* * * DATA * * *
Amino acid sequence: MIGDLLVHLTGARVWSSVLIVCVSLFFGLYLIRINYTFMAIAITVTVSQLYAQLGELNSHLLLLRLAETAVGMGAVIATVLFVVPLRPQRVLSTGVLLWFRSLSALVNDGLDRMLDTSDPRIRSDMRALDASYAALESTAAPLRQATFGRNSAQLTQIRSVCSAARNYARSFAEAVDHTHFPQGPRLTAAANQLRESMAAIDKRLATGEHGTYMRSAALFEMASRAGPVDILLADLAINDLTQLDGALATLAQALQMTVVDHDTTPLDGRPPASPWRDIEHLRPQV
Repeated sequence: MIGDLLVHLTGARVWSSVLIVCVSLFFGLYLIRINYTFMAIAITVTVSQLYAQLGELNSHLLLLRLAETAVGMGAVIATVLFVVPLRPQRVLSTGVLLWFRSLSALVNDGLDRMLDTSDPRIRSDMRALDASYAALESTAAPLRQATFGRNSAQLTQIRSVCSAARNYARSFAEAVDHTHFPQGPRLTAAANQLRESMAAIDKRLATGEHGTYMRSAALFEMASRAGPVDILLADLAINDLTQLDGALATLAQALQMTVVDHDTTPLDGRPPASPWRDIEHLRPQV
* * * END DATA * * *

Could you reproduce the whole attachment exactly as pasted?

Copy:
Amino acid sequence: MIGDLLVHLTGARVWSSVLIVCVSLFFGLYLIRINYTFMAIAITVTVSQLYAQLGELNSHLLLLRLAETAVGMGAVIATVLFVVPLRPQRVLSTGVLLWFRSLSALVNDGLDRMLDTSDPRIRSDMRALDASYAALESTAAPLRQATFGRNSAQLTQIRSVCSAARNYARSFAEAVDHTHFPQGPRLTAAANQLRESMAAIDKRLATGEHGTYMRSAALFEMASRAGPVDILLADLAINDLTQLDGALATLAQALQMTVVDHDTTPLDGRPPASPWRDIEHLRPQV
Repeated sequence: MIGDLLVHLTGARVWSSVLIVCVSLFFGLYLIRINYTFMAIAITVTVSQLYAQLGELNSHLLLLRLAETAVGMGAVIATVLFVVPLRPQRVLSTGVLLWFRSLSALVNDGLDRMLDTSDPRIRSDMRALDASYAALESTAAPLRQATFGRNSAQLTQIRSVCSAARNYARSFAEAVDHTHFPQGPRLTAAANQLRESMAAIDKRLATGEHGTYMRSAALFEMASRAGPVDILLADLAINDLTQLDGALATLAQALQMTVVDHDTTPLDGRPPASPWRDIEHLRPQV